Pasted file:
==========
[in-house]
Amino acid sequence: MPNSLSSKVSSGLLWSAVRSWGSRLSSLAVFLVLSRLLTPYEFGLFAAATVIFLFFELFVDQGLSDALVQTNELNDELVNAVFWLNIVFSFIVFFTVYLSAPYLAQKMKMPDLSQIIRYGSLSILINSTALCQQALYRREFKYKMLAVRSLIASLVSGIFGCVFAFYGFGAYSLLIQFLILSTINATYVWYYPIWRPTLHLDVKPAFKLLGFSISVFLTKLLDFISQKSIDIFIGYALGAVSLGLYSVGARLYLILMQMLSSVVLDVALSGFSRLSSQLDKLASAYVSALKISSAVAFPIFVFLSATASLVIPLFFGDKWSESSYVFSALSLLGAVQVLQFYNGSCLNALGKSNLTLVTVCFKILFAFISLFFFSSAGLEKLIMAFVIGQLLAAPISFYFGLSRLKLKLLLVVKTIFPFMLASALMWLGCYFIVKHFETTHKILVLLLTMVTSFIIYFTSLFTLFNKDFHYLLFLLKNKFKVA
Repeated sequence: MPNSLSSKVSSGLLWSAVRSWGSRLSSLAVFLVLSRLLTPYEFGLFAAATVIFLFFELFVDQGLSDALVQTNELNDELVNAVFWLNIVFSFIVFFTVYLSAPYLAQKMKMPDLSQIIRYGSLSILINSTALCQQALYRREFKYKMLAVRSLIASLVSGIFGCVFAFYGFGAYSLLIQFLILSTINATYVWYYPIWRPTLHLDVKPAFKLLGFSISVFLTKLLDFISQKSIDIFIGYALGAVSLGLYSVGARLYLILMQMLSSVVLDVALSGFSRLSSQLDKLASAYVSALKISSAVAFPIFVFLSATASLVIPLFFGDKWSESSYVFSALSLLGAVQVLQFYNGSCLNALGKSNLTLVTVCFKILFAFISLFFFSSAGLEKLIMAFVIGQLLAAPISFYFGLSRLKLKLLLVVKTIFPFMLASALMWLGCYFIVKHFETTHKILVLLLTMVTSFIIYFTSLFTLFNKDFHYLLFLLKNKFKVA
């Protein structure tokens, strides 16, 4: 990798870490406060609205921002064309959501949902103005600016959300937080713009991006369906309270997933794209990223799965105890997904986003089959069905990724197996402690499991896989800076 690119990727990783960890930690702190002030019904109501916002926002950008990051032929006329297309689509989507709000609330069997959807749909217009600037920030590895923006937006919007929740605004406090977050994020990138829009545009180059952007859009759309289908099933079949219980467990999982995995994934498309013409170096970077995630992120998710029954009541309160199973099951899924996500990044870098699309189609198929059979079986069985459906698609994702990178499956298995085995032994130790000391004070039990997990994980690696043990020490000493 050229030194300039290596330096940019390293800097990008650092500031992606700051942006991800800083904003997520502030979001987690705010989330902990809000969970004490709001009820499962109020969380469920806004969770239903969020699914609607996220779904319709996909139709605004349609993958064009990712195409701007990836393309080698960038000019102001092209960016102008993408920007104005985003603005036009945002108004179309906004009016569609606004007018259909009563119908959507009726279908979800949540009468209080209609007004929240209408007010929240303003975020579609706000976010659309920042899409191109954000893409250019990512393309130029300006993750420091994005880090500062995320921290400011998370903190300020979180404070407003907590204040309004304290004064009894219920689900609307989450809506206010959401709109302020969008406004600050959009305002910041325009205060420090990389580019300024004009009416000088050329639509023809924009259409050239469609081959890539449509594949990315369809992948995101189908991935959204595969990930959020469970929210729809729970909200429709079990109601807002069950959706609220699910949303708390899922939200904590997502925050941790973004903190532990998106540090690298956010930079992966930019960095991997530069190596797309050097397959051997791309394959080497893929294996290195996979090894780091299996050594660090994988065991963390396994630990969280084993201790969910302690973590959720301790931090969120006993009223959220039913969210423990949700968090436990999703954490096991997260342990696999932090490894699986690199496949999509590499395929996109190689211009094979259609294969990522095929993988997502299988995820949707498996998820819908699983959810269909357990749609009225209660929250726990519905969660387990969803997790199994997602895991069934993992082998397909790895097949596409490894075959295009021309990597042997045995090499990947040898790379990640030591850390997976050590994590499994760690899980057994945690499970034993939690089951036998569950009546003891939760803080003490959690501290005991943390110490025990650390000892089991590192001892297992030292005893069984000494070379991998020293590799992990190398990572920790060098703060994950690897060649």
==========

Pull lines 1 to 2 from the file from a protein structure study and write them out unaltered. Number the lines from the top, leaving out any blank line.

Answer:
[in-house]
Amino acid sequence: MPNSLSSKVSSGLLWSAVRSWGSRLSSLAVFLVLSRLLTPYEFGLFAAATVIFLFFELFVDQGLSDALVQTNELNDELVNAVFWLNIVFSFIVFFTVYLSAPYLAQKMKMPDLSQIIRYGSLSILINSTALCQQALYRREFKYKMLAVRSLIASLVSGIFGCVFAFYGFGAYSLLIQFLILSTINATYVWYYPIWRPTLHLDVKPAFKLLGFSISVFLTKLLDFISQKSIDIFIGYALGAVSLGLYSVGARLYLILMQMLSSVVLDVALSGFSRLSSQLDKLASAYVSALKISSAVAFPIFVFLSATASLVIPLFFGDKWSESSYVFSALSLLGAVQVLQFYNGSCLNALGKSNLTLVTVCFKILFAFISLFFFSSAGLEKLIMAFVIGQLLAAPISFYFGLSRLKLKLLLVVKTIFPFMLASALMWLGCYFIVKHFETTHKILVLLLTMVTSFIIYFTSLFTLFNKDFHYLLFLLKNKFKVA